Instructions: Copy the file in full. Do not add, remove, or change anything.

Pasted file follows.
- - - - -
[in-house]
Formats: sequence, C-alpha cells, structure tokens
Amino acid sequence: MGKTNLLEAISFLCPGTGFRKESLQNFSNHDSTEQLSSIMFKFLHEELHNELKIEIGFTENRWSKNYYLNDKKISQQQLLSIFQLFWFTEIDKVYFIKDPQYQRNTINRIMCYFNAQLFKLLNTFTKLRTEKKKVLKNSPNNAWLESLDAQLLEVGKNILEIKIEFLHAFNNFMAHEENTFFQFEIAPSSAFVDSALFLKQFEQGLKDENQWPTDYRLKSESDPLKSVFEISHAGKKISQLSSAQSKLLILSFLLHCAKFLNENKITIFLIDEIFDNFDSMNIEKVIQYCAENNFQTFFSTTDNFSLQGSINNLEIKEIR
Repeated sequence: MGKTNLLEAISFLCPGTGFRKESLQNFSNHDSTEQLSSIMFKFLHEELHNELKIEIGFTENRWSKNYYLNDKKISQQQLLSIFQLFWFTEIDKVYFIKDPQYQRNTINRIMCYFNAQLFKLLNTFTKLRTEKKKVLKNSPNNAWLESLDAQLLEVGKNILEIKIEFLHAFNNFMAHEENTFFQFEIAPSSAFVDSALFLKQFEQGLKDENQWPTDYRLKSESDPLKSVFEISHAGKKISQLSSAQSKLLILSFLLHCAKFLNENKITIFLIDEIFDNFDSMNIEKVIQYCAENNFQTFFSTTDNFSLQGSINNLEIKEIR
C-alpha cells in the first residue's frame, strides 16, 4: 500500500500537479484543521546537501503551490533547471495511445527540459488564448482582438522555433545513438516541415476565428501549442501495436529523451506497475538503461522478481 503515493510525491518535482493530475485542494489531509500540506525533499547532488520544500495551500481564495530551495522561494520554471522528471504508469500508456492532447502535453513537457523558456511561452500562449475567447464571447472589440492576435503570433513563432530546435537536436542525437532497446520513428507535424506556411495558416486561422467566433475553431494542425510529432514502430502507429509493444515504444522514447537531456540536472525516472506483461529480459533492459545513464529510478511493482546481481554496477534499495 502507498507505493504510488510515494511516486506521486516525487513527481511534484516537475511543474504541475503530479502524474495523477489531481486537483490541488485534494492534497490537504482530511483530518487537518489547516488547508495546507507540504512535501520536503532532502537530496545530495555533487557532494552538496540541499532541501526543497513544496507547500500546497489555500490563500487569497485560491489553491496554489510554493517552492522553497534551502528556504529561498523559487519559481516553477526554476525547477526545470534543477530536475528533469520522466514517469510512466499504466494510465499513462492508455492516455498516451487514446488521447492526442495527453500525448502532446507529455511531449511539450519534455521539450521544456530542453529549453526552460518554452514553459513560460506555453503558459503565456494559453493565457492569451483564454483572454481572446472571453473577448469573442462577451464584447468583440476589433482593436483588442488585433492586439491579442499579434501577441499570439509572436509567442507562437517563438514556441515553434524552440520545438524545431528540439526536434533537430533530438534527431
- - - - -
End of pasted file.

[in-house]
Formats: sequence, C-alpha cells, structure tokens
Amino acid sequence: MGKTNLLEAISFLCPGTGFRKESLQNFSNHDSTEQLSSIMFKFLHEELHNELKIEIGFTENRWSKNYYLNDKKISQQQLLSIFQLFWFTEIDKVYFIKDPQYQRNTINRIMCYFNAQLFKLLNTFTKLRTEKKKVLKNSPNNAWLESLDAQLLEVGKNILEIKIEFLHAFNNFMAHEENTFFQFEIAPSSAFVDSALFLKQFEQGLKDENQWPTDYRLKSESDPLKSVFEISHAGKKISQLSSAQSKLLILSFLLHCAKFLNENKITIFLIDEIFDNFDSMNIEKVIQYCAENNFQTFFSTTDNFSLQGSINNLEIKEIR
Repeated sequence: MGKTNLLEAISFLCPGTGFRKESLQNFSNHDSTEQLSSIMFKFLHEELHNELKIEIGFTENRWSKNYYLNDKKISQQQLLSIFQLFWFTEIDKVYFIKDPQYQRNTINRIMCYFNAQLFKLLNTFTKLRTEKKKVLKNSPNNAWLESLDAQLLEVGKNILEIKIEFLHAFNNFMAHEENTFFQFEIAPSSAFVDSALFLKQFEQGLKDENQWPTDYRLKSESDPLKSVFEISHAGKKISQLSSAQSKLLILSFLLHCAKFLNENKITIFLIDEIFDNFDSMNIEKVIQYCAENNFQTFFSTTDNFSLQGSINNLEIKEIR
C-alpha cells in the first residue's frame, strides 16, 4: 500500500500537479484543521546537501503551490533547471495511445527540459488564448482582438522555433545513438516541415476565428501549442501495436529523451506497475538503461522478481 503515493510525491518535482493530475485542494489531509500540506525533499547532488520544500495551500481564495530551495522561494520554471522528471504508469500508456492532447502535453513537457523558456511561452500562449475567447464571447472589440492576435503570433513563432530546435537536436542525437532497446520513428507535424506556411495558416486561422467566433475553431494542425510529432514502430502507429509493444515504444522514447537531456540536472525516472506483461529480459533492459545513464529510478511493482546481481554496477534499495 502507498507505493504510488510515494511516486506521486516525487513527481511534484516537475511543474504541475503530479502524474495523477489531481486537483490541488485534494492534497490537504482530511483530518487537518489547516488547508495546507507540504512535501520536503532532502537530496545530495555533487557532494552538496540541499532541501526543497513544496507547500500546497489555500490563500487569497485560491489553491496554489510554493517552492522553497534551502528556504529561498523559487519559481516553477526554476525547477526545470534543477530536475528533469520522466514517469510512466499504466494510465499513462492508455492516455498516451487514446488521447492526442495527453500525448502532446507529455511531449511539450519534455521539450521544456530542453529549453526552460518554452514553459513560460506555453503558459503565456494559453493565457492569451483564454483572454481572446472571453473577448469573442462577451464584447468583440476589433482593436483588442488585433492586439491579442499579434501577441499570439509572436509567442507562437517563438514556441515553434524552440520545438524545431528540439526536434533537430533530438534527431